ple, use ... we observed a difference (P < 0.05) between equivocal and correct SNP identification. Additionally,
control and treated samples rather than ...we observed information regarding the SNP investigated should
a significant (P < 0.05) difference between control and be easily accessible in a publicly available database.
treated samples. When available, the observed signifi- Therefore, all relevant SNP included in a study should
cance level (e.g., P = 0.03) should be presented rather be listed with their unique RefSNP (rs) or submitted
Journal of Dairy Science 2016
Journal of Dairy Science Instructions to Authors: Style and Form 9

SNP (ss) number (if rs number is not yet available) as term susceptibility should be used instead of sen-
indicated in the public domain NCBI dbSNP database sitivity. Authors unfamiliar with antimicrobial sus-
(http://www.ncbi.nlm.nih.gov/snp). If the SNP inves- ceptibility testing should obtain CLSI (formerly NC-
tigated do not yet have an entry in the NCBI dbSNP CLS) document M31 (Clinical Laboratory Standards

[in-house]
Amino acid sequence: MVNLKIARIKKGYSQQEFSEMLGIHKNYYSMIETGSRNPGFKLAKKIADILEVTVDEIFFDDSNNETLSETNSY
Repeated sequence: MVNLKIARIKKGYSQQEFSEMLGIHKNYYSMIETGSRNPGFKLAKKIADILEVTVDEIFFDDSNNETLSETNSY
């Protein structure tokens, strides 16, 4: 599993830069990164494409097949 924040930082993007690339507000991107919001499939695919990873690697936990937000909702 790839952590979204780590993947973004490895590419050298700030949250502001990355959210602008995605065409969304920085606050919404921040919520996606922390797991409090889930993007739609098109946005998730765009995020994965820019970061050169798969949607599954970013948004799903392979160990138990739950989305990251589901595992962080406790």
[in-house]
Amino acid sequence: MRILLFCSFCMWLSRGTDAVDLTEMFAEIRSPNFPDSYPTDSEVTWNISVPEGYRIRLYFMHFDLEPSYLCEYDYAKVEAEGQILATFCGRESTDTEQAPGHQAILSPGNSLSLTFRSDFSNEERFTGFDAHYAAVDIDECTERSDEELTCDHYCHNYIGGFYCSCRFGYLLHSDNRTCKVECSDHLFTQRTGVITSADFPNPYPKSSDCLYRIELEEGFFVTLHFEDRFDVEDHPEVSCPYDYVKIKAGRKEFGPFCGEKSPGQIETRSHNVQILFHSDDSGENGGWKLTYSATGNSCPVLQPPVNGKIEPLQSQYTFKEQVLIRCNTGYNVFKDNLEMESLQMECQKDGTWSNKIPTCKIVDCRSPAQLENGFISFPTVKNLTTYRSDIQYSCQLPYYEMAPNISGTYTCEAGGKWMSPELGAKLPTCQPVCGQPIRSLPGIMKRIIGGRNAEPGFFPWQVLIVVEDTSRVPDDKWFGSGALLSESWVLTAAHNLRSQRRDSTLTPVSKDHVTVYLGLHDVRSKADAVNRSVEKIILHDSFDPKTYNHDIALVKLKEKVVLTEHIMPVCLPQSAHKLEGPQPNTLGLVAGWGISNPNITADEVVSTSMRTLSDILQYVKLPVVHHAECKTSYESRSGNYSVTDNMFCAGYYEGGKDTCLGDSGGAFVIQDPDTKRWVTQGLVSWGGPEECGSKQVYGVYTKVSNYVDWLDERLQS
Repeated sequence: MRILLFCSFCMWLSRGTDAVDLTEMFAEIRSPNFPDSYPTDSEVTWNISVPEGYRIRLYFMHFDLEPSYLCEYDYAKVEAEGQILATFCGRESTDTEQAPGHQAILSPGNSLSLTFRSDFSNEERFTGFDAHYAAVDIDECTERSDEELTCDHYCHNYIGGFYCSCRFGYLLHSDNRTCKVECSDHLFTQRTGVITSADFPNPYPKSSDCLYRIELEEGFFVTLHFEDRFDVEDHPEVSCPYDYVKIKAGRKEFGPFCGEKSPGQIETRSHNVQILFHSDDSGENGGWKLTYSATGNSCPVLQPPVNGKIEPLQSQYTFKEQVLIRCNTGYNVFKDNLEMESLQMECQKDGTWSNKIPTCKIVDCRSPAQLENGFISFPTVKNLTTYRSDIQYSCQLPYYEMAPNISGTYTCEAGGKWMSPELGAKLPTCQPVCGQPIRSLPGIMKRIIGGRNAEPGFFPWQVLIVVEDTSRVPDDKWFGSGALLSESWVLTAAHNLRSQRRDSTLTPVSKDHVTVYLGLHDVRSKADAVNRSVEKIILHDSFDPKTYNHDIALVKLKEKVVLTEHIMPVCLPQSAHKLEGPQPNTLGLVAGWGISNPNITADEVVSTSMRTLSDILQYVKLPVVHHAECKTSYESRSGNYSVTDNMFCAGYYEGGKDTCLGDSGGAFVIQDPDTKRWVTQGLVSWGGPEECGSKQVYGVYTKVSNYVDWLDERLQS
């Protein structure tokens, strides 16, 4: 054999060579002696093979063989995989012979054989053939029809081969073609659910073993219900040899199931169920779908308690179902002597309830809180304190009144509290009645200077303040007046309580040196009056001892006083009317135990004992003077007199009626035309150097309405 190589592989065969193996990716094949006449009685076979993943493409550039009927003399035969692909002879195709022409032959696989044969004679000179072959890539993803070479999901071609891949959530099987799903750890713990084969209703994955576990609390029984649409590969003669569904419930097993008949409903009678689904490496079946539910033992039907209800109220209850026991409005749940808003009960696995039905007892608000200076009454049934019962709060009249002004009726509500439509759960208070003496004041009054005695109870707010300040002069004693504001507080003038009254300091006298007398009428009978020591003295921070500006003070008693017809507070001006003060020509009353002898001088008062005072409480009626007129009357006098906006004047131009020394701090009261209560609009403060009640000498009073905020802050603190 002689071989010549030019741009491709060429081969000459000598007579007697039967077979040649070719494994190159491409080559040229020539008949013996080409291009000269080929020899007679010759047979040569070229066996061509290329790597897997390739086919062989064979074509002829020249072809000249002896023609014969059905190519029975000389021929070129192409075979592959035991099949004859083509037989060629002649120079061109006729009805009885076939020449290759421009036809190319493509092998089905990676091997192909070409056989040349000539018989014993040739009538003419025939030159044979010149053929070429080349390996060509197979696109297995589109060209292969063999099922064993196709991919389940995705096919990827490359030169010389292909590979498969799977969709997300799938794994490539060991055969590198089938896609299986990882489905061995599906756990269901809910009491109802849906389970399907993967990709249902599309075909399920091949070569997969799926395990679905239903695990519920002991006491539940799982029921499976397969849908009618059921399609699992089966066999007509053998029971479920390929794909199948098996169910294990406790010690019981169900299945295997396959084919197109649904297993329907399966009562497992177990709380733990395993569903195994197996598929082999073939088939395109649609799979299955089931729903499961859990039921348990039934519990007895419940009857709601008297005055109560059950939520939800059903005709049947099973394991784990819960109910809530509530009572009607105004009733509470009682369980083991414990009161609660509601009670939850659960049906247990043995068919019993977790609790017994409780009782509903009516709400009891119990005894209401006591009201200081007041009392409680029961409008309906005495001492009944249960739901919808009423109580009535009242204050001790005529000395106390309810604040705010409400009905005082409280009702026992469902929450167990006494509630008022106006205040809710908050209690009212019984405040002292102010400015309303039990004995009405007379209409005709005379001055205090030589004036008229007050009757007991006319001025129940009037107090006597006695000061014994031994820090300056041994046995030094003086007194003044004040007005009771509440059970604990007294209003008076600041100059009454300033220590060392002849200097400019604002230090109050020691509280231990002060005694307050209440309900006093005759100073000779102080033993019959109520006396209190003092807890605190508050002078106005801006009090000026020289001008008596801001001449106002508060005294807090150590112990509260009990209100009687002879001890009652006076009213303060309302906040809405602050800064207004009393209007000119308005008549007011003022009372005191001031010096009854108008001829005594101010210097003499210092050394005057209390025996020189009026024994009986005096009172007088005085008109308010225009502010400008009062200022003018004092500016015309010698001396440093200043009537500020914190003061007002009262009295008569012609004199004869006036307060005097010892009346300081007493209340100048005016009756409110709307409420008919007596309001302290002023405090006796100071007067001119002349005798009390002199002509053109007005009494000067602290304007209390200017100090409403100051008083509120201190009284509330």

database, the authors of the manuscript are respon- Institute, 940 W. Valley Rd., Suite 1400, Wayne, PA
sible for submitting all the required information to 19087-1898) for specific information regarding antimi-
NCBI (see http://www.ncbi.nlm.nih.gov/projects/SNP/) crobial susceptibility testing of veterinary pathogens.
for depositing the SNP into the database and obtain- CLSI or NCCLS equivalent methods for antimicrobial
ing a unique ss number for the SNP. In the text of the susceptibility testing available outside the US are also
manuscript, use the rs/ss number of the SNP or an acceptable.
alternative standardized nomenclature. Two methods are generally used to generate anti-
microbial susceptibility data: the agar disk diffusion
Nomenclature: Microorganisms. (ADD) method and the minimum inhibitory concentra-
tion (MIC) method. The use of the term Kirby-Bauer
All microorganisms must be named by genus and to refer to the ADD method is incorrect and should be
species. The name of the genus must appear in full avoided. The correct citation for this method is the disk
the first time that the microorganism is cited in the diffusion method of Bauer et al. The ADD method is
abstract, in the body of the paper, and in each table a qualitative method and results should be reported as
and figure legend. Thereafter, the genus can be ab- susceptible, intermediate, or resistant (SIR). If zone